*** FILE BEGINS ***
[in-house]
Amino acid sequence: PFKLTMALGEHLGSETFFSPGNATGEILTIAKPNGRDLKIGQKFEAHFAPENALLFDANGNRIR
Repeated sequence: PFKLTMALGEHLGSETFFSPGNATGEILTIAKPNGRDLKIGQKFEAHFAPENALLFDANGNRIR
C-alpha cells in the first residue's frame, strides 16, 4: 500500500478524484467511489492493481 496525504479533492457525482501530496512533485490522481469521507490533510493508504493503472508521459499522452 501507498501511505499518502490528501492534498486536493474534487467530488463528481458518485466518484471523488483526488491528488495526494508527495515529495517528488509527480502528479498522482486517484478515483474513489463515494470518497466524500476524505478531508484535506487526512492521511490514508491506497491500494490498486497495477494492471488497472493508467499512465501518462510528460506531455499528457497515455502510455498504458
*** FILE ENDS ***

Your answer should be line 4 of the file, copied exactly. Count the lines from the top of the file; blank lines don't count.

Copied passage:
C-alpha cells in the first residue's frame, strides 16, 4: 500500500478524484467511489492493481 496525504479533492457525482501530496512533485490522481469521507490533510493508504493503472508521459499522452 501507498501511505499518502490528501492534498486536493474534487467530488463528481458518485466518484471523488483526488491528488495526494508527495515529495517528488509527480502528479498522482486517484478515483474513489463515494470518497466524500476524505478531508484535506487526512492521511490514508491506497491500494490498486497495477494492471488497472493508467499512465501518462510528460506531455499528457497515455502510455498504458